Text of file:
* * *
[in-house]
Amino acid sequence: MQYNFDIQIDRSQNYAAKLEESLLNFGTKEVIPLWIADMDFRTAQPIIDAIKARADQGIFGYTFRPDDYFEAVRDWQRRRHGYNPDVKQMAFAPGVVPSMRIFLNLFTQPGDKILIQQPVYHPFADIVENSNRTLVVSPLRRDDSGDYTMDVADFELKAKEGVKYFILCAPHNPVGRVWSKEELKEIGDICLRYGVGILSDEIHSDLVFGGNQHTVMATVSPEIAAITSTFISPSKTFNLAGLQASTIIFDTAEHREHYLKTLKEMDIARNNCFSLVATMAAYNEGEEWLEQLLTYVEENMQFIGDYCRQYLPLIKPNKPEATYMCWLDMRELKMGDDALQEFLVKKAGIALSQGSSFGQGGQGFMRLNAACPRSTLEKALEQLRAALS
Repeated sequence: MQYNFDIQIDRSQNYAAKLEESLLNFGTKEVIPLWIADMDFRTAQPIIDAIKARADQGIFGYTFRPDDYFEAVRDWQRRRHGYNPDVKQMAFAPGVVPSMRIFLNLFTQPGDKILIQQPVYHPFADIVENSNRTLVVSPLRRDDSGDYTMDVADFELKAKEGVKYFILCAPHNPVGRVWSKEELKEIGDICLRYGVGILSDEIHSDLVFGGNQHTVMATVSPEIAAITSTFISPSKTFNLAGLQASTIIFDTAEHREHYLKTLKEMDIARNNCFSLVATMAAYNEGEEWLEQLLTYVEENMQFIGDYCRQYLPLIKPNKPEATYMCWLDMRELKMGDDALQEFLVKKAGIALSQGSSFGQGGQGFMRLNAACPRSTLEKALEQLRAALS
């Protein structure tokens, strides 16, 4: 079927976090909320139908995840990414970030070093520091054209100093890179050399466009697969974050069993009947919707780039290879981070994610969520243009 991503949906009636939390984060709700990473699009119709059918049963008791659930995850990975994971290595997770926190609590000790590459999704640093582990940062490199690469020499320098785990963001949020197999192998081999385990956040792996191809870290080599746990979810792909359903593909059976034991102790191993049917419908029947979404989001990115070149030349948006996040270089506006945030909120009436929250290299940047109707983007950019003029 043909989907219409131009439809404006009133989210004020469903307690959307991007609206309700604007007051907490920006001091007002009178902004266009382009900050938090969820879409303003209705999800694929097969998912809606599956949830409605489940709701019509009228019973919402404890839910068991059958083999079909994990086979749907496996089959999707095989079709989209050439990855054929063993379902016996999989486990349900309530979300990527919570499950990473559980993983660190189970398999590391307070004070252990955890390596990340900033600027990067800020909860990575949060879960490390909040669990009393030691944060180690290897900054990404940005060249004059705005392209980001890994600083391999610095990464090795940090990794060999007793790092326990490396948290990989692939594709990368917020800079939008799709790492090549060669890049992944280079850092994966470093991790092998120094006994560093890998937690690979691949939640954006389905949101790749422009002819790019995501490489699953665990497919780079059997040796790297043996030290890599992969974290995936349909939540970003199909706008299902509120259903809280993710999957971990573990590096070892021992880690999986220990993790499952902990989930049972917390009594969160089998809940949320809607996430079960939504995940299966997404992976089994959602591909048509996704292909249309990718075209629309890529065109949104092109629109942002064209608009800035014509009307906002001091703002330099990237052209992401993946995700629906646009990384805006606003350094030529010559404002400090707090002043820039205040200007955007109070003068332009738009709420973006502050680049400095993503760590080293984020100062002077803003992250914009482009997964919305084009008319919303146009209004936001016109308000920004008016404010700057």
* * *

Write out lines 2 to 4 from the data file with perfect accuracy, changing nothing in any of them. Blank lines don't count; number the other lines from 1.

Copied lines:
Amino acid sequence: MQYNFDIQIDRSQNYAAKLEESLLNFGTKEVIPLWIADMDFRTAQPIIDAIKARADQGIFGYTFRPDDYFEAVRDWQRRRHGYNPDVKQMAFAPGVVPSMRIFLNLFTQPGDKILIQQPVYHPFADIVENSNRTLVVSPLRRDDSGDYTMDVADFELKAKEGVKYFILCAPHNPVGRVWSKEELKEIGDICLRYGVGILSDEIHSDLVFGGNQHTVMATVSPEIAAITSTFISPSKTFNLAGLQASTIIFDTAEHREHYLKTLKEMDIARNNCFSLVATMAAYNEGEEWLEQLLTYVEENMQFIGDYCRQYLPLIKPNKPEATYMCWLDMRELKMGDDALQEFLVKKAGIALSQGSSFGQGGQGFMRLNAACPRSTLEKALEQLRAALS
Repeated sequence: MQYNFDIQIDRSQNYAAKLEESLLNFGTKEVIPLWIADMDFRTAQPIIDAIKARADQGIFGYTFRPDDYFEAVRDWQRRRHGYNPDVKQMAFAPGVVPSMRIFLNLFTQPGDKILIQQPVYHPFADIVENSNRTLVVSPLRRDDSGDYTMDVADFELKAKEGVKYFILCAPHNPVGRVWSKEELKEIGDICLRYGVGILSDEIHSDLVFGGNQHTVMATVSPEIAAITSTFISPSKTFNLAGLQASTIIFDTAEHREHYLKTLKEMDIARNNCFSLVATMAAYNEGEEWLEQLLTYVEENMQFIGDYCRQYLPLIKPNKPEATYMCWLDMRELKMGDDALQEFLVKKAGIALSQGSSFGQGGQGFMRLNAACPRSTLEKALEQLRAALS
């Protein structure tokens, strides 16, 4: 079927976090909320139908995840990414970030070093520091054209100093890179050399466009697969974050069993009947919707780039290879981070994610969520243009 991503949906009636939390984060709700990473699009119709059918049963008791659930995850990975994971290595997770926190609590000790590459999704640093582990940062490199690469020499320098785990963001949020197999192998081999385990956040792996191809870290080599746990979810792909359903593909059976034991102790191993049917419908029947979404989001990115070149030349948006996040270089506006945030909120009436929250290299940047109707983007950019003029 043909989907219409131009439809404006009133989210004020469903307690959307991007609206309700604007007051907490920006001091007002009178902004266009382009900050938090969820879409303003209705999800694929097969998912809606599956949830409605489940709701019509009228019973919402404890839910068991059958083999079909994990086979749907496996089959999707095989079709989209050439990855054929063993379902016996999989486990349900309530979300990527919570499950990473559980993983660190189970398999590391307070004070252990955890390596990340900033600027990067800020909860990575949060879960490390909040669990009393030691944060180690290897900054990404940005060249004059705005392209980001890994600083391999610095990464090795940090990794060999007793790092326990490396948290990989692939594709990368917020800079939008799709790492090549060669890049992944280079850092994966470093991790092998120094006994560093890998937690690979691949939640954006389905949101790749422009002819790019995501490489699953665990497919780079059997040796790297043996030290890599992969974290995936349909939540970003199909706008299902509120259903809280993710999957971990573990590096070892021992880690999986220990993790499952902990989930049972917390009594969160089998809940949320809607996430079960939504995940299966997404992976089994959602591909048509996704292909249309990718075209629309890529065109949104092109629109942002064209608009800035014509009307906002001091703002330099990237052209992401993946995700629906646009990384805006606003350094030529010559404002400090707090002043820039205040200007955007109070003068332009738009709420973006502050680049400095993503760590080293984020100062002077803003992250914009482009997964919305084009008319919303146009209004936001016109308000920004008016404010700057």